What the show needs to do is to remove the coupling of contestants. Instead of boosting self-esteem and giving moral support, partners create arrogance and trickery. The show also needs to remove any penalties restricting diet and exercise. Those two core factors are what most obese people have a difficult time utilizing. To give and take these key elements is horribly insulting to anyone trying to lose weight. Also, if the essence of the show is weight loss, should not the contestant that loses the most weight win? Then they should automatically eliminate the contestant that loses the least weight each week. That would take care of any contestants throwing the weigh in. Lastly, they need a different way to calculate weight loss. While the percent change of weight calculation is simplistic enough for the public, it is clearly flawed and favors heavier contestants. There should be a factor using the body mass index to help account for that relative difference.

If NBC keeps this show going to way it is now, everything about the show will indeed be the biggest loser. Only not in the witty homonym way they intended.

Sunday, January 24, 2010

Misinformed Opinion

I had some downtime this week and rather than do actual household chores or take care of bodily functions, I decided to read U.S. News. Yes, I might as well have been reading the Valupak coupon circulars for eaves cleaners and landscapers, but I read it anyways. If you do not read U.S. News, it has changed its format recently, and now includes a pro/con opposition of opinions for the question of the week. This week’s question was whether Social Security should apply means testing in order to keep itself viable.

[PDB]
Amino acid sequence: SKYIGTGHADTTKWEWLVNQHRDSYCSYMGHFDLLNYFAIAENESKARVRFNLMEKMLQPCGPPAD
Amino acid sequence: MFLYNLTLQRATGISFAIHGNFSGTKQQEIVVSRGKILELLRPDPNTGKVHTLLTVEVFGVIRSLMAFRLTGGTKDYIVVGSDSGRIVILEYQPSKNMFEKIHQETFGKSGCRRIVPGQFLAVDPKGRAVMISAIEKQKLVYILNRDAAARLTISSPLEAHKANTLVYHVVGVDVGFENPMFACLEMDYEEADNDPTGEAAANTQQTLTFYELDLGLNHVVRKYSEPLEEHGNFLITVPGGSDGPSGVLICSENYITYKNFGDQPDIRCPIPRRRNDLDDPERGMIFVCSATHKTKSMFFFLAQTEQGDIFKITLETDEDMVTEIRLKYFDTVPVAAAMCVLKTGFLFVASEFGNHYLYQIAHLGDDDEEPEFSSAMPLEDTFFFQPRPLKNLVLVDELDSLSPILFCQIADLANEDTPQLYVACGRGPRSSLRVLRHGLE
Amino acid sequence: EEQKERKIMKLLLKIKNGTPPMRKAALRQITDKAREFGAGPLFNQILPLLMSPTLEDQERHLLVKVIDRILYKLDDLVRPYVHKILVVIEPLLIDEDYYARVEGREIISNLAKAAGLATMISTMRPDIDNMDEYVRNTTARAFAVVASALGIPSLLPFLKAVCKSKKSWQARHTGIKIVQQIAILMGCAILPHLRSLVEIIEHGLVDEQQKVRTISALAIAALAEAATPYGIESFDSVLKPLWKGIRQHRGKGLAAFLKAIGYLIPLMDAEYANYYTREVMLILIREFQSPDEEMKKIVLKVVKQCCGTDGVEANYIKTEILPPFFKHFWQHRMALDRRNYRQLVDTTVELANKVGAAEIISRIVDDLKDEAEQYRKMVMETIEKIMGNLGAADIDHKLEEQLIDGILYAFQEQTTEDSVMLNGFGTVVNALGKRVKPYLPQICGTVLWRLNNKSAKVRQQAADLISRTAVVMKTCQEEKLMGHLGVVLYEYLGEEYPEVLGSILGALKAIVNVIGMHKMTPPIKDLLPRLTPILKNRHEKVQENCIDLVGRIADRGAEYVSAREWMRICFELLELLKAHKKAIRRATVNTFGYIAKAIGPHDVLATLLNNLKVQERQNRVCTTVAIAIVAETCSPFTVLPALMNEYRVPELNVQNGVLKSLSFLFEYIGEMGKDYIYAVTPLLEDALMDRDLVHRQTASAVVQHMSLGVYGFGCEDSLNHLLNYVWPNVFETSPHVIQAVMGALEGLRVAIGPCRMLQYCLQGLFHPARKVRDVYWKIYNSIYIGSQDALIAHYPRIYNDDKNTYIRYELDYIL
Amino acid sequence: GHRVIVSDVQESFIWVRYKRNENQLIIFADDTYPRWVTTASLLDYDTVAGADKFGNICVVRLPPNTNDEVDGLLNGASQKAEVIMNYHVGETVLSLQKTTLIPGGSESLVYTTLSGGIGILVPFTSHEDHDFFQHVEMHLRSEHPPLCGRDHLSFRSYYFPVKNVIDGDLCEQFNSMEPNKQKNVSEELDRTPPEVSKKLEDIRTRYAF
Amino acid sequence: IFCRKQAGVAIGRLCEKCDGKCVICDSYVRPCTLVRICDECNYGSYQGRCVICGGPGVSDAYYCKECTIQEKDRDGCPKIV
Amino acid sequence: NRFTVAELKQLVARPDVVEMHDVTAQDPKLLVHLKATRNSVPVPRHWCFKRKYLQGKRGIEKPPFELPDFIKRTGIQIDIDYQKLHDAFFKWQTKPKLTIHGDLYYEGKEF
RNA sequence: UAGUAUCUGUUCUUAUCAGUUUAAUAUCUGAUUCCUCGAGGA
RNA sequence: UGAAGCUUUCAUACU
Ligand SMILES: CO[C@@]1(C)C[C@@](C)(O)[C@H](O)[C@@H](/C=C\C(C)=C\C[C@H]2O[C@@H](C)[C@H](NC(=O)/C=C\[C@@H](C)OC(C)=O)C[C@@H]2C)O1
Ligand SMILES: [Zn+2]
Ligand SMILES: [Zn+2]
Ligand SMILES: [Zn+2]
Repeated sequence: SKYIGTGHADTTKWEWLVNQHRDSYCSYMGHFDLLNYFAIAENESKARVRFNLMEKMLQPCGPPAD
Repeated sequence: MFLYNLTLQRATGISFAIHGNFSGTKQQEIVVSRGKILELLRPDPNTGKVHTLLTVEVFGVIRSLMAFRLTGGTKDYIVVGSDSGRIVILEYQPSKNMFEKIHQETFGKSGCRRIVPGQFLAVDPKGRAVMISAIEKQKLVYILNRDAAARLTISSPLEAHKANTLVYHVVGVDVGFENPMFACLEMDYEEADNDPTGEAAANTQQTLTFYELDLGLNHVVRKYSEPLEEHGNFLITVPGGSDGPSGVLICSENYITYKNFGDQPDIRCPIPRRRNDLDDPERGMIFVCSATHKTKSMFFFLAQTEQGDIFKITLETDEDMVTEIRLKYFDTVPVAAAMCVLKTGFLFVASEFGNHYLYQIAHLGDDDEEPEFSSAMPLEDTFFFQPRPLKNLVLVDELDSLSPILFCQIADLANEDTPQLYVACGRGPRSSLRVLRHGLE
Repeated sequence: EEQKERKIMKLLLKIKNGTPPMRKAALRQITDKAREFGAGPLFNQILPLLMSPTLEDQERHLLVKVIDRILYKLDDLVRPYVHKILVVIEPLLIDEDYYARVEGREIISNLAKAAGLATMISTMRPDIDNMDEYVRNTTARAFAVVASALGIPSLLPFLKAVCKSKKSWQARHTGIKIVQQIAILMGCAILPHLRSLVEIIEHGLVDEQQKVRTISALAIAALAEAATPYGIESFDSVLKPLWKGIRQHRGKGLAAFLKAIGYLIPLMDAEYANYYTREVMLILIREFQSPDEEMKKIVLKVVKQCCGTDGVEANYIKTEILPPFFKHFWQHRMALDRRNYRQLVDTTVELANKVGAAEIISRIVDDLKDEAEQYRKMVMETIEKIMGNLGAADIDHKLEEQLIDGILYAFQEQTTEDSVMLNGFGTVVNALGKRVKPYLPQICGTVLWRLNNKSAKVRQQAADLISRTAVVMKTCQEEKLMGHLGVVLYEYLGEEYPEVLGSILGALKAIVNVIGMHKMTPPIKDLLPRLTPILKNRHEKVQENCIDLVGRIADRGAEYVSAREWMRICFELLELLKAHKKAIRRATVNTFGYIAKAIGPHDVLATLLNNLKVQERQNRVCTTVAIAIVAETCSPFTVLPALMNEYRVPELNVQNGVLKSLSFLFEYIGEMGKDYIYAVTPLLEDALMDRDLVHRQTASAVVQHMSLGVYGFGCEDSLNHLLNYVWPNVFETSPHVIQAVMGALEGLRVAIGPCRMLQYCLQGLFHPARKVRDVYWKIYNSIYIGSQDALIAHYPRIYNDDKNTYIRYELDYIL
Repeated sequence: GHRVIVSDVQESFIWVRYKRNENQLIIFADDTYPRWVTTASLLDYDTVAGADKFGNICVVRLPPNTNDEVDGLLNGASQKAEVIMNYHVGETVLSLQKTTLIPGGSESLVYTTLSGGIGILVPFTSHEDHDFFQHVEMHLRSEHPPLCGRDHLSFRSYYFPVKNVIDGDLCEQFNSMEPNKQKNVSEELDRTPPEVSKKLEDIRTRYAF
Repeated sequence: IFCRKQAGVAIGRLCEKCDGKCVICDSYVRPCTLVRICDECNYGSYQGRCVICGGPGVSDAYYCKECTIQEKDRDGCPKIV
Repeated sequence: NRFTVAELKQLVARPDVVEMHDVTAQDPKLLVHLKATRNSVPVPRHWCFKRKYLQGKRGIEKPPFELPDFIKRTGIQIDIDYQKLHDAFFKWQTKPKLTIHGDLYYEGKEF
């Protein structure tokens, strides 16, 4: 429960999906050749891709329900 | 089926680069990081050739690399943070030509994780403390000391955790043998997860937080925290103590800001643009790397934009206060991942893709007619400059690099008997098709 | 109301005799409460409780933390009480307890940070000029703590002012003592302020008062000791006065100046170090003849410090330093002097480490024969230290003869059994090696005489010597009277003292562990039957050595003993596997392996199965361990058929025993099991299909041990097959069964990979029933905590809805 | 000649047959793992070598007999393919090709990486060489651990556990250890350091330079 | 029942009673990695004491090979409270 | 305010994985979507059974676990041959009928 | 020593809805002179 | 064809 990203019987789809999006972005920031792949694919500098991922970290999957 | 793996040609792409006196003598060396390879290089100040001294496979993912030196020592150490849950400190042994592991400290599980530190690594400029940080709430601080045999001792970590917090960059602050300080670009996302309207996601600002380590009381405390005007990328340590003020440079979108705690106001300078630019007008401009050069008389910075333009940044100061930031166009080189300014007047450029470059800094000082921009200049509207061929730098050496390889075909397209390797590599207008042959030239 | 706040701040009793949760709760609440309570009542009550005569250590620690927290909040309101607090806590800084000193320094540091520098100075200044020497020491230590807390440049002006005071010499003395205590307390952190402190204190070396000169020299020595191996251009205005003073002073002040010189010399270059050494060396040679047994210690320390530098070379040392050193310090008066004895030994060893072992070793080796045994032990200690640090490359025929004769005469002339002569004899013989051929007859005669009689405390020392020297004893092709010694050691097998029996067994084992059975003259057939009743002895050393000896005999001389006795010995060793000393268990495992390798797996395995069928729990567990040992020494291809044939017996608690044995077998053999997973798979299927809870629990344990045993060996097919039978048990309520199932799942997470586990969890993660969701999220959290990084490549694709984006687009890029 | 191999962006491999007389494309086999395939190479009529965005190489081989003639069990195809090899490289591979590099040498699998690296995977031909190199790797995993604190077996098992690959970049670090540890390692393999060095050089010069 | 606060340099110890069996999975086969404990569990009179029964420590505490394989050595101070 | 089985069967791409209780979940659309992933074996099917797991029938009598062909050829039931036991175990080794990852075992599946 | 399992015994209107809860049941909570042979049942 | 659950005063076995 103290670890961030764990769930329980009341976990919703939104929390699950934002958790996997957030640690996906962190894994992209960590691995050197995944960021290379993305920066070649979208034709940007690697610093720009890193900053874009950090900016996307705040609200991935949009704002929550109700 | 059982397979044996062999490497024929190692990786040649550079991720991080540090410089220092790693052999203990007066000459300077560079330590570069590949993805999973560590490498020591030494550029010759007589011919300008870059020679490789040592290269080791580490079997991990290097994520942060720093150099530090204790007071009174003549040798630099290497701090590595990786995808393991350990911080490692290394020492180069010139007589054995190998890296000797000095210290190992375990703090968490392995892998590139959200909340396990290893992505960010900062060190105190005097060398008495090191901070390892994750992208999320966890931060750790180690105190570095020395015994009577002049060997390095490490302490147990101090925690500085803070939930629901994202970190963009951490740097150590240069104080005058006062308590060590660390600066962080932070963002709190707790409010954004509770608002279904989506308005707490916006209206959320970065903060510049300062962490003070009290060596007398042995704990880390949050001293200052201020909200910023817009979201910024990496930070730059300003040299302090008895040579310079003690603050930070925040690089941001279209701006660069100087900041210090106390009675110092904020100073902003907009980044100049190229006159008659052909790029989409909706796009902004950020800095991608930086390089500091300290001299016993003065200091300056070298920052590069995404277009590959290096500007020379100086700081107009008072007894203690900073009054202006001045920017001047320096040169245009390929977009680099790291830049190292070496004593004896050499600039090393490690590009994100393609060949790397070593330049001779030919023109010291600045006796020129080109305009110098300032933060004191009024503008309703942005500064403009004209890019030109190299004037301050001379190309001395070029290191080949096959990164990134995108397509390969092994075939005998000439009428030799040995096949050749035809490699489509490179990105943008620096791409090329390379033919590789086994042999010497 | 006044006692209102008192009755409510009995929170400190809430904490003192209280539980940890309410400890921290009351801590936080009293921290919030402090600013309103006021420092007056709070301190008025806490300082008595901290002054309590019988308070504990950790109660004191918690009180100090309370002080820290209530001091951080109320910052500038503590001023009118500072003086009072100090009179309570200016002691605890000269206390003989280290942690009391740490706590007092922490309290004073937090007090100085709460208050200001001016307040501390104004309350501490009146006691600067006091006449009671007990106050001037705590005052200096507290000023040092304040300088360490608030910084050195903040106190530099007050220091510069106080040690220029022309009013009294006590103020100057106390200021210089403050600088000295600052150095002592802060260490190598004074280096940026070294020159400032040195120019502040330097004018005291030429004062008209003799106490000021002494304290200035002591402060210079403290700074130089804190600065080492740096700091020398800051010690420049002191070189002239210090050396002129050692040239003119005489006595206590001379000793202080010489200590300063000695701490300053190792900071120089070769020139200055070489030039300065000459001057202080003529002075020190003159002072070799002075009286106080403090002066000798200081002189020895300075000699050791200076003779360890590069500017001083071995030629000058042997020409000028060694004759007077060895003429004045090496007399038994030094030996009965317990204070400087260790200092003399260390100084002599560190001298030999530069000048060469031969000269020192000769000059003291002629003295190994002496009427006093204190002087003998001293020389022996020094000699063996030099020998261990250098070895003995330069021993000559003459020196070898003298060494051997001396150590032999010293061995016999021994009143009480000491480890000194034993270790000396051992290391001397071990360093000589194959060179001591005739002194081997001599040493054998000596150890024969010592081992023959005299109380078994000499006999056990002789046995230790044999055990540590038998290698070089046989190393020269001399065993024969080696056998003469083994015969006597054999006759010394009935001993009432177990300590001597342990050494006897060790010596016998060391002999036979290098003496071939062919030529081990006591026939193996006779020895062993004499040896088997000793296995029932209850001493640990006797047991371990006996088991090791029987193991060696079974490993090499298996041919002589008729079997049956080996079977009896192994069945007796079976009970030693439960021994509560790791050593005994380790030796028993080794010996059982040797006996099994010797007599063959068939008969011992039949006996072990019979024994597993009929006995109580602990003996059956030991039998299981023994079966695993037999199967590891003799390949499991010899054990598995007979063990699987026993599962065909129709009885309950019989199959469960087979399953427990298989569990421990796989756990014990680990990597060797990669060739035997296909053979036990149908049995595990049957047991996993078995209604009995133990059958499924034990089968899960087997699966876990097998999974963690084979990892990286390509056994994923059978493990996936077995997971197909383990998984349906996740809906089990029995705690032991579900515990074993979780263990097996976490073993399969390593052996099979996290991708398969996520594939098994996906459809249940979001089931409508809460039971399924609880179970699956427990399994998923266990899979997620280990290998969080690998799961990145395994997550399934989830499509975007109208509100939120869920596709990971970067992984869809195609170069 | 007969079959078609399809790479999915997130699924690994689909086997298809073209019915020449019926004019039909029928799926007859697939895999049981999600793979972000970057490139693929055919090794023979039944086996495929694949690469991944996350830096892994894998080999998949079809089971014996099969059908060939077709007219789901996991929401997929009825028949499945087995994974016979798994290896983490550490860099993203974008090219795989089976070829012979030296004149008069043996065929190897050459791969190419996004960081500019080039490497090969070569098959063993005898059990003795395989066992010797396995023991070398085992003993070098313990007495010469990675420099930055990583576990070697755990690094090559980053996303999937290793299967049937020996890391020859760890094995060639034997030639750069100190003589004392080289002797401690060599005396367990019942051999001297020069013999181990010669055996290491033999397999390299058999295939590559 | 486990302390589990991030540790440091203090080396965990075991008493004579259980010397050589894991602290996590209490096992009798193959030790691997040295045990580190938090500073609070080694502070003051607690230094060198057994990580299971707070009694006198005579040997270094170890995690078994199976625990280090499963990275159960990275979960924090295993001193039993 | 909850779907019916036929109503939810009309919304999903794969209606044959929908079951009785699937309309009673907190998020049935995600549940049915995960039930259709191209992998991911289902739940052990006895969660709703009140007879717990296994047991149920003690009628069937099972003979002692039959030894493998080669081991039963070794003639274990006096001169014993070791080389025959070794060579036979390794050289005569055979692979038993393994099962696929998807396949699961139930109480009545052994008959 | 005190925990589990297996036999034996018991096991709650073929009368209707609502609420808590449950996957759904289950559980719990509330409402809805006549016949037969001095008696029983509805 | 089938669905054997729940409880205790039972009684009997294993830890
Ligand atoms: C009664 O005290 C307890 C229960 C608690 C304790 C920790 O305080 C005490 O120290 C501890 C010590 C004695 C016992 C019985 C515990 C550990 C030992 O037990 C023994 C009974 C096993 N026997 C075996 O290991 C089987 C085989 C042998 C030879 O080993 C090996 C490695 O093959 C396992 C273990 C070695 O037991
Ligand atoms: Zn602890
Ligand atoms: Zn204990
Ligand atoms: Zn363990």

Personally, I think that means testing is a ridiculous way to save Social Security and was likely thought up by a simpleton who only completed algebra and not very easily. Means testing is in theory a way to filter out people who should not need Social Security payments. Those people who continue to pay taxes for Social Security, but never receive Social Security themselves when they come of age. Instead, that saved money would go to people who do depend on Social Security. The reduced drain on the fantastic money pot would also Social Security to stay viable for many more years.

My beef with the article was not with the “pro” opinion for means testing. After all, there was a “con” opinion following it. My beef was that the author of the “pro” article, a professor of psychology, either put no thought into her piece or is rather ignorant of the nuances of Social Security. And as is true for any manager that tries to micromanage something about which he knows none of the nooks and crannies, things end up as garbage. So it was with this piece. As an aside, U.S. News also could not even manage to find a person trained in economics to write the “pro” piece. Star journalism, U.S. News. Star journalism.